Tree Bark: Finding Patterns Everywhere

I have always found tree bark intriguing. It comes in myriad colors, patterns, designs and textures, and it reminds me of photographing abstract art. I am always looking at tree trunks and branches when I travel, and at home when I visit a botanical garden I know there will be a lot of photographic material. The abstract images you can photograph run the gamut from brilliant and saturated “works of art” to those that are much more subtle. The two images (#1 and #2) illustrate the tremendous range of subject matter available to you.

All Photos © Jim Zuckerman


Depth Of Field Issues
The challenge that trees present is that their trunks and branches are sharply curved. Smaller trees obviously have curved surfaces that are more severe than larger trees, and this makes depth of field an important consideration. If you shoot with a relatively large lens aperture, the center of the image will be sharp but the sides will be soft. For example, notice the right side of (#3) and you can see that it is a little out of focus. This is not ideal. I took this picture with an aperture of f/5.6 and consequently lost the depth of field required for a tack sharp picture from edge to edge. Revealing the beauty of the texture and the pattern of bark is the reason why we shoot this subject matter, and therefore I recommend using the smallest aperture possible. This is usually f/22 or f/32.


Using a low ISO is ideal for any type of photography, and if you shoot with your camera set to 100 or 200, the shutter speed you have to use in conjunction with a small lens aperture will be slow. That means a tripod is necessary to ensure sharp pictures. If you get lazy and shoot tree bark while hand holding the camera (like I did in photo #3), in almost every case you’ll be disappointed with the lack of depth of field if you examine the images closely.

If you compose the pictures so the back of the camera is as parallel as possible to the plane of the tree, this will help you capture the detail in the image by increasing depth of field. Even if the tree is very large, and therefore fairly flat to the camera, it may have several planes of focus, like (#4). In instances like this, you will want to use a small lens aperture as well as making the back of the camera parallel to the trunk’s surface. If you are shooting upward, as is sometimes the case when photographing trees, you won’t be able to do this. I photographed the quiver tree in Namibia (#5) at a severe angle, and with this composition it was obviously impossible to make the camera parallel with the tree trunk. In this case, the only way to obtain complete depth of field was to use f/32.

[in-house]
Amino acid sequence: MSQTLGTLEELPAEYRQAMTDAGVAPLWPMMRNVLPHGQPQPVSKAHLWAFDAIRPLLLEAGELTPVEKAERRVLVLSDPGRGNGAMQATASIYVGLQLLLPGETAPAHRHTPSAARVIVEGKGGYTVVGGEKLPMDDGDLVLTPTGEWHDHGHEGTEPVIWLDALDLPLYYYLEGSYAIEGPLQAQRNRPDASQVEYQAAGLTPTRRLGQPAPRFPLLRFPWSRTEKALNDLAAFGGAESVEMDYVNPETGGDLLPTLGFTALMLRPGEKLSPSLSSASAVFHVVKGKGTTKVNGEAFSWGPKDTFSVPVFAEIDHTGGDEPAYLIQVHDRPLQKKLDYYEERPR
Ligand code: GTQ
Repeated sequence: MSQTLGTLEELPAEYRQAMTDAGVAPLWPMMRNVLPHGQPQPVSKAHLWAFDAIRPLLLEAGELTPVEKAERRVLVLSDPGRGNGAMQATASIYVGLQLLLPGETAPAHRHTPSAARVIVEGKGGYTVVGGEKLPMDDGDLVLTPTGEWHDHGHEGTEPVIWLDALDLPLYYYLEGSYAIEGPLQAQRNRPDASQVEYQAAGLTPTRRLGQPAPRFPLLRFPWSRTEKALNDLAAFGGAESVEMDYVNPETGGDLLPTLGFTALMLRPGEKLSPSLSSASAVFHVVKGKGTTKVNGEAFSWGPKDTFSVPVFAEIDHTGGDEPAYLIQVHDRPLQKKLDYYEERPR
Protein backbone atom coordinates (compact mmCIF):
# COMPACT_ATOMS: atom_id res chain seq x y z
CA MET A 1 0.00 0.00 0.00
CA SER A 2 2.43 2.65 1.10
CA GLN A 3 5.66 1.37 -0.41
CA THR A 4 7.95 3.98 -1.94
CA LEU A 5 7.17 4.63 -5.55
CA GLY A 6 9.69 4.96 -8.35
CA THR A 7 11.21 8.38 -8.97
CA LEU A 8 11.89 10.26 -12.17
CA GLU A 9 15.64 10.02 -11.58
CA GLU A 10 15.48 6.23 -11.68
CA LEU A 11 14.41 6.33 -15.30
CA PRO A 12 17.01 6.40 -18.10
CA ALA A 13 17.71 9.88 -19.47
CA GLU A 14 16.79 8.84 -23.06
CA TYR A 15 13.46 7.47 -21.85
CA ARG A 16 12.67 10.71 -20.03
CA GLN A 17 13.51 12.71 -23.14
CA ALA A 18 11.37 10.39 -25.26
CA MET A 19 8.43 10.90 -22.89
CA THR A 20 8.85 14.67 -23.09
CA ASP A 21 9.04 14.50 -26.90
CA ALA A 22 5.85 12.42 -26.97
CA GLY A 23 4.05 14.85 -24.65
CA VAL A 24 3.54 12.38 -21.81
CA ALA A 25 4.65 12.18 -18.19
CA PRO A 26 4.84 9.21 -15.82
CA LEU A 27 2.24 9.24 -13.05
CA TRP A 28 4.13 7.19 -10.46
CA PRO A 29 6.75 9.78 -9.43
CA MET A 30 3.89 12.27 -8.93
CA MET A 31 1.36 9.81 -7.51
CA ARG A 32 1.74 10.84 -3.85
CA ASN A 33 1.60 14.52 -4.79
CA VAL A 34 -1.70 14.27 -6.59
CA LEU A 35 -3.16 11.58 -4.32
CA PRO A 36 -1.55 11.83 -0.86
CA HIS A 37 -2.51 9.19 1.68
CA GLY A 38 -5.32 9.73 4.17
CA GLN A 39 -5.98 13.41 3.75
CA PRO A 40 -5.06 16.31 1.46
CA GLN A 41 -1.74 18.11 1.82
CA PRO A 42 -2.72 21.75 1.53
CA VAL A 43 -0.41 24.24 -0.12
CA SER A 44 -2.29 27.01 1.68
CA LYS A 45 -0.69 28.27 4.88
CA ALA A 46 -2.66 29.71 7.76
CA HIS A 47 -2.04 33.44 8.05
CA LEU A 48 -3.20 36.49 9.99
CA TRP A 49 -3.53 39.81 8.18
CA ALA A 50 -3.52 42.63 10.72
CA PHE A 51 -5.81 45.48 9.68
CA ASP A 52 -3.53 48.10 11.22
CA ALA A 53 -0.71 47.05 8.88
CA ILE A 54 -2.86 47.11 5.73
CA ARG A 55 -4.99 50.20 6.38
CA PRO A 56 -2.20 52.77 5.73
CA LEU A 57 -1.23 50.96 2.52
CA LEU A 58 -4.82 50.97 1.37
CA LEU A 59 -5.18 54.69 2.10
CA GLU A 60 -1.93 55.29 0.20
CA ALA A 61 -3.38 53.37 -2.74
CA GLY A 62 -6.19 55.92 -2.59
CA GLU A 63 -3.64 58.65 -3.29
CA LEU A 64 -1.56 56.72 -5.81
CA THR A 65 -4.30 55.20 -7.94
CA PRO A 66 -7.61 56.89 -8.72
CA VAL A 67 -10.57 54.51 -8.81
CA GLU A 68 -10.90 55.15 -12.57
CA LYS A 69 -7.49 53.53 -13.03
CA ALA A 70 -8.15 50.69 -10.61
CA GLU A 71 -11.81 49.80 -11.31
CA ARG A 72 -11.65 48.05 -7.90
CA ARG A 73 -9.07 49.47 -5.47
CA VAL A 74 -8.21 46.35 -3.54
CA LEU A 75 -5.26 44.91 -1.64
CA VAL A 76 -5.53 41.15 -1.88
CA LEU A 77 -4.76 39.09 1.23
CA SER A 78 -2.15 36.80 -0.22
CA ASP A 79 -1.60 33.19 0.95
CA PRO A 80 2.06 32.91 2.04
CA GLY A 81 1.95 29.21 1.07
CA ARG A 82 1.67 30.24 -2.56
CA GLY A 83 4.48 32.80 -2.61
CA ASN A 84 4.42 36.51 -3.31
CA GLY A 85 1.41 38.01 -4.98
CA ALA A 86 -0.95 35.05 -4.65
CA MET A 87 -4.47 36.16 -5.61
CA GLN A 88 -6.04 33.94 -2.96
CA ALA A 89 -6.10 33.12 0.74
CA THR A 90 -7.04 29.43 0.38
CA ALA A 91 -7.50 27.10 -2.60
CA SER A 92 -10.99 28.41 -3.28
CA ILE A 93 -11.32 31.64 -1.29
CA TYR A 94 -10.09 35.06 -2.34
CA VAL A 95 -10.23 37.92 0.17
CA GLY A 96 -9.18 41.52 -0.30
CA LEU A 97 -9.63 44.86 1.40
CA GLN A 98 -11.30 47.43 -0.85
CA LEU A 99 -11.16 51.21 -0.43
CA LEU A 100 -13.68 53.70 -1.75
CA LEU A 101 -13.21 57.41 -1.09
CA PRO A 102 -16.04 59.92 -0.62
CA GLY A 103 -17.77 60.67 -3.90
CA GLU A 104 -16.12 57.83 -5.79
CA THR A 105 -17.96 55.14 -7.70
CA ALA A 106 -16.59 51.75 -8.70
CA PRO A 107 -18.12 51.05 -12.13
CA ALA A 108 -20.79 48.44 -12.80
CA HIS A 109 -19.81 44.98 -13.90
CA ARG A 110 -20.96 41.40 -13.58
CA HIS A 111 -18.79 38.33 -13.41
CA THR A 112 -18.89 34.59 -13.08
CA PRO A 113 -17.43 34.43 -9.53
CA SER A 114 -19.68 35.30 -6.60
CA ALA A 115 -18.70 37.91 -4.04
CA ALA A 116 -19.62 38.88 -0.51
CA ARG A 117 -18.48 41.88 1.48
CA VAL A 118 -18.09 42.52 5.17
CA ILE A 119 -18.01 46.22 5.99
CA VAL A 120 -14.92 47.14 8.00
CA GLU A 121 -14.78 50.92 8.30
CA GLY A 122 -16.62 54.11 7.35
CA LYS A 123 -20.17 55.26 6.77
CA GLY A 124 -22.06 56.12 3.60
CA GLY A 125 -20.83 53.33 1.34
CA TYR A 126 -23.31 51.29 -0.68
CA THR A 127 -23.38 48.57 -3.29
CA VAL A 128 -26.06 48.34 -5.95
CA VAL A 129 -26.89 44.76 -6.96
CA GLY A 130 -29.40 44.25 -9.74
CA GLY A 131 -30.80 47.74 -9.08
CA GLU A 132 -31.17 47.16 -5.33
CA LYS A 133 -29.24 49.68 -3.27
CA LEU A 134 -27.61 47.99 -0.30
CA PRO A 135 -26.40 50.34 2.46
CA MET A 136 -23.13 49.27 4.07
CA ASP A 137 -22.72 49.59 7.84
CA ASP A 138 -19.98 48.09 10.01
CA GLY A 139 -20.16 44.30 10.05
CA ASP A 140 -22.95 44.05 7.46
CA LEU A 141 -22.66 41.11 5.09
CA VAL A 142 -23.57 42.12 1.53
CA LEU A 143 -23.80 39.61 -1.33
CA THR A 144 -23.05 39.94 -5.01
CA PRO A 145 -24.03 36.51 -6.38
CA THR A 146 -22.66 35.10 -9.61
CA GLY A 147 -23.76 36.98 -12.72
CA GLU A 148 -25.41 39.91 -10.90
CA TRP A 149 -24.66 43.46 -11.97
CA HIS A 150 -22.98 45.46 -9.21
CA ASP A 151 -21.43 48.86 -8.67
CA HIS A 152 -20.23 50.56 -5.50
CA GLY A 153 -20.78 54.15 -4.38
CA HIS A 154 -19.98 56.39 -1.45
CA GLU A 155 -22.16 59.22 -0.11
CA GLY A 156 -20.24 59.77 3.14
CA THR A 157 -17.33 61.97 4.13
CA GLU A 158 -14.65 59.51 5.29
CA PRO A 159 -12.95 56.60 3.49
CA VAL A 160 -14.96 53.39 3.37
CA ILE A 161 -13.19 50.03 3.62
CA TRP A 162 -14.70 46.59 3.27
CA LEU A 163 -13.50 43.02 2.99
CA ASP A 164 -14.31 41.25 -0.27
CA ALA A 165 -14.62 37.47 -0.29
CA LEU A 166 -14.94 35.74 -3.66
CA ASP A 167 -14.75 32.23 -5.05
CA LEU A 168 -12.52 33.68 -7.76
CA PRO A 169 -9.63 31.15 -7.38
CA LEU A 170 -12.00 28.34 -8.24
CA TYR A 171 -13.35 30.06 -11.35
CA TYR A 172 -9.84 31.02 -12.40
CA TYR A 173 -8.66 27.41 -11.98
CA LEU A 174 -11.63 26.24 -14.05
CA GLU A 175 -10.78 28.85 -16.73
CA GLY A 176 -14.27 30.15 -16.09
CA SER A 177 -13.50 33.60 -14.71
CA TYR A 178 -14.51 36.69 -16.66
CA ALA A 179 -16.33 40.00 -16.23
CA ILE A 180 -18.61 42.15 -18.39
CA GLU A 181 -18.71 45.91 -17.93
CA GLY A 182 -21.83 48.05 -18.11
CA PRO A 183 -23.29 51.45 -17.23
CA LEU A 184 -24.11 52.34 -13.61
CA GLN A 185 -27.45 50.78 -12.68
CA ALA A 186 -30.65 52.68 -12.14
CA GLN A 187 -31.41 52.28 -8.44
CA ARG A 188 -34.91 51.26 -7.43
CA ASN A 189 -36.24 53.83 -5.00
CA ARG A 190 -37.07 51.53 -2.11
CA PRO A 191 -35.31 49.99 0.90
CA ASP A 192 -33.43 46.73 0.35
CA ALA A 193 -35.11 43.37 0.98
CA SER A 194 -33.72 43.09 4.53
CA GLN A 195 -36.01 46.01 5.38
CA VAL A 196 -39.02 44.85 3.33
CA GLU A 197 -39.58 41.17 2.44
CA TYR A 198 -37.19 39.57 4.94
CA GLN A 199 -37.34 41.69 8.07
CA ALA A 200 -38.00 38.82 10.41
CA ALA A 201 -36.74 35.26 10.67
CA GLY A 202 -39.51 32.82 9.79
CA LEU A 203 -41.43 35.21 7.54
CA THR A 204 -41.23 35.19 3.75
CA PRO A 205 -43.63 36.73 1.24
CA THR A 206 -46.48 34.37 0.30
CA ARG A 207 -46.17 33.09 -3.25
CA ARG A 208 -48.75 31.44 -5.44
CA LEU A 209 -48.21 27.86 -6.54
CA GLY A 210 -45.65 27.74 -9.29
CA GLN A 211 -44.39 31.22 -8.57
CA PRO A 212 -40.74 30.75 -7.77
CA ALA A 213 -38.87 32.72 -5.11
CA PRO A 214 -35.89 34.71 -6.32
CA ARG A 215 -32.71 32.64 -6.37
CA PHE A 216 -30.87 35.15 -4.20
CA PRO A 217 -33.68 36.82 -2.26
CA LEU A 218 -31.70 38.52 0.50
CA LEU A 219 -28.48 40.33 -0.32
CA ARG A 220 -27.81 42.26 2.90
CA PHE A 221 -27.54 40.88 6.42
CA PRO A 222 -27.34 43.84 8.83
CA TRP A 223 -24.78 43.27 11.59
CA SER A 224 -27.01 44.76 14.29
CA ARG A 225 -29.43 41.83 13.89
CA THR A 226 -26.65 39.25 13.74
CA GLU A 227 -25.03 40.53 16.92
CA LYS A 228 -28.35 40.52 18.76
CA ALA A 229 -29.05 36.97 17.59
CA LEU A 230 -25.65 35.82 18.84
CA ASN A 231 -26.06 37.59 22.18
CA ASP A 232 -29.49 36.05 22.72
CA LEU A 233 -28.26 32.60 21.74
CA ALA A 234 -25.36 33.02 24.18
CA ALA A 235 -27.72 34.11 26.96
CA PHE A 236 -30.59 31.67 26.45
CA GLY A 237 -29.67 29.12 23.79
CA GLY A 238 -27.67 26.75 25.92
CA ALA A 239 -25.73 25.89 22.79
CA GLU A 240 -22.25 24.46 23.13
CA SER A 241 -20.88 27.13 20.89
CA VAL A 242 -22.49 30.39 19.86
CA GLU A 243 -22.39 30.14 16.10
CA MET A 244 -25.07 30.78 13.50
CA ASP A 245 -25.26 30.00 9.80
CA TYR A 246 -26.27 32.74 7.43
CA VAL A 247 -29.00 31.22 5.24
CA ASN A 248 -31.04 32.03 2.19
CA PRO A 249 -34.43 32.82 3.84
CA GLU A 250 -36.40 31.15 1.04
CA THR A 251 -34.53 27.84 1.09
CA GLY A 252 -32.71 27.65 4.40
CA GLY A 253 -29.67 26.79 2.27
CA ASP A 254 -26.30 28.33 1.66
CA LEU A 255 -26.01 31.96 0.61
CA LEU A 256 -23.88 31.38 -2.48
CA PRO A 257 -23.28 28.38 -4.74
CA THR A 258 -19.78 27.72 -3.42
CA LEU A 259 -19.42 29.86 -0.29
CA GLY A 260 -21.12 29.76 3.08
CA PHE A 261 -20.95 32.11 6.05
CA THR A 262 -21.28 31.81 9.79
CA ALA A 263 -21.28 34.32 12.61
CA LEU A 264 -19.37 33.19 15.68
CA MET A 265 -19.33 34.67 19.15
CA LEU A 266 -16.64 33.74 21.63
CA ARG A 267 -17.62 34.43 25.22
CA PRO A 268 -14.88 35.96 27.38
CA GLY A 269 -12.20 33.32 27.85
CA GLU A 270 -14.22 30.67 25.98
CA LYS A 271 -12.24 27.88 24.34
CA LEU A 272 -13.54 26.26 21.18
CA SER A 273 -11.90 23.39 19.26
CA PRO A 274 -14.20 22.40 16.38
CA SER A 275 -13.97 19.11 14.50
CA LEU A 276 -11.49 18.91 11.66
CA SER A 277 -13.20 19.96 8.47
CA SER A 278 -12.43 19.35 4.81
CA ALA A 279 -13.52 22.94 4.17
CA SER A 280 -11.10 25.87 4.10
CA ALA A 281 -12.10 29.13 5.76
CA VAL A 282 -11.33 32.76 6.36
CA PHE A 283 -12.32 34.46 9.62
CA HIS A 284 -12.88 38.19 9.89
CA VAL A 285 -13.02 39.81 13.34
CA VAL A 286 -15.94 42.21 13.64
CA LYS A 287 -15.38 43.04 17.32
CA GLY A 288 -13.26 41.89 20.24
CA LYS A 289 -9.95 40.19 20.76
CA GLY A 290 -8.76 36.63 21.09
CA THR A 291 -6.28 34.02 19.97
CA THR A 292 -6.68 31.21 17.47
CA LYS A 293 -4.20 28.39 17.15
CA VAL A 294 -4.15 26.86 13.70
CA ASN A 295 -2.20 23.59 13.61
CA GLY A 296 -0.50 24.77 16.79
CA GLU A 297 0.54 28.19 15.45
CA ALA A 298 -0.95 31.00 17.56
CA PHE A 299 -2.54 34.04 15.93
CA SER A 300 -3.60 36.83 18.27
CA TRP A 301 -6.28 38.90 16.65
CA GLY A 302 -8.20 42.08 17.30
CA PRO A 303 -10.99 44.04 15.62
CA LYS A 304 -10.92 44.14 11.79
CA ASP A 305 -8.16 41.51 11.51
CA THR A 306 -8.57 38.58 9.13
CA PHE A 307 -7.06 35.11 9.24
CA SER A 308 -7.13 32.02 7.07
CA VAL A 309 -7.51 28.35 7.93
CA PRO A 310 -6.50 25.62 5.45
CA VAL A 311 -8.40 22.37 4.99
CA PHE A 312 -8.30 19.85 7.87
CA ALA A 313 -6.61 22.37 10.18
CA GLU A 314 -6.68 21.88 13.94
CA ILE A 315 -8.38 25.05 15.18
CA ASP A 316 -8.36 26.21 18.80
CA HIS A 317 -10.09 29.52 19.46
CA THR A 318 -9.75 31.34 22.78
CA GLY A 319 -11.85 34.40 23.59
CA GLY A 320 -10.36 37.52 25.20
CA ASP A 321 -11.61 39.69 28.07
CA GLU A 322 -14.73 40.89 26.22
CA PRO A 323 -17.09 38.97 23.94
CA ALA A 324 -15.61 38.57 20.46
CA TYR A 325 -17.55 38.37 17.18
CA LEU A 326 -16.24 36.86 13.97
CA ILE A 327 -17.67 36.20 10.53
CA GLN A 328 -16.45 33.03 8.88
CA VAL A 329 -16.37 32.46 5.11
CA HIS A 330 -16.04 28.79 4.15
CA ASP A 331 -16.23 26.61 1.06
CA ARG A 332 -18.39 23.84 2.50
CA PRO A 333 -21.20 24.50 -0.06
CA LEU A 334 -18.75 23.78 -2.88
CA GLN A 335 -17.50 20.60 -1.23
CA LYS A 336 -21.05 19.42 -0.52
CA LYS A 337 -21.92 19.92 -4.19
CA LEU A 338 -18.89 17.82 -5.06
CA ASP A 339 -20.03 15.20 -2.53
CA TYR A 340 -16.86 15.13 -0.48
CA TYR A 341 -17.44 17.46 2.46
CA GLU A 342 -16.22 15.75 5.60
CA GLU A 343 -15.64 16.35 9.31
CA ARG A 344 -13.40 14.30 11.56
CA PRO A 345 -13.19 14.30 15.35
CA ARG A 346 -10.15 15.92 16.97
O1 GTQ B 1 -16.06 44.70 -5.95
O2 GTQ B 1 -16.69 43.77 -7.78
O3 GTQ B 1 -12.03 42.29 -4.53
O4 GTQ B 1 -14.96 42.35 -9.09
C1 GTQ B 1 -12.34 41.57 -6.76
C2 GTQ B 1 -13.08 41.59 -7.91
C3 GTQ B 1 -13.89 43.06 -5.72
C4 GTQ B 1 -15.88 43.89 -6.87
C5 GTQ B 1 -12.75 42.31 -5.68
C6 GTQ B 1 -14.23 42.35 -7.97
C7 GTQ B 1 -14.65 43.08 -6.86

The color and texture of bark looks much better in soft and diffused light. Even sunrise and sunset lighting, which most photographers recognize as being ideal for landscape work, isn’t as good as the light from an overcast sky. It creates too much contrast, too many shadows and the golden light changes the color of the bark. Look how rich the color is in (#6); this was taken in shade. In fact, late afternoon sun was hitting the tree and I used my body to shade the bark. Otherwise the image would have had too many dark shadows.


If you shoot in deep shade, the diffused light may become too bluish for your taste. An exaggerated example is (#7) a picture I took in Alaska on film in the 90’s. The sky had a thick cloud cover, and as a consequence the ancient tree stump that had been buried by a glacier turned blue. In the digital realm, you have the ability to tweak any kind of color temperature discrepancy very easily in the camera or later in processing. If you shoot in Raw mode rather than JPEG that correction will be so much easier. In the camera set the white balance to adjust for, to enhance the color cast of the scene.


Most of the pictures in this section were taken where I moved in close to fill the frame with color and texture, such as (#8) and (#9). In the case of the large fig tree I found in Ethiopia (#10) I was able to move back and include more than a tiny section of bark. This picture encompasses about 6 ft of the unique pattern and the defined contours. However, sometimes I will include the sky in the picture as well. In (#11) I used the white sky from an overcast day as a clean backdrop behind the branches of a quiver tree. Not only did the texture of the bark intrigue me, but I also found the unique branches to be fascinating. They were almost alien-like.





Another approach I use is to include a group of trees whose bark make a unique pattern, such as (#12). I took this in a swamp in South Carolina, and it is one of my favorite pictures of trees. The mass of trees present what seems like a solid panel of textures and design.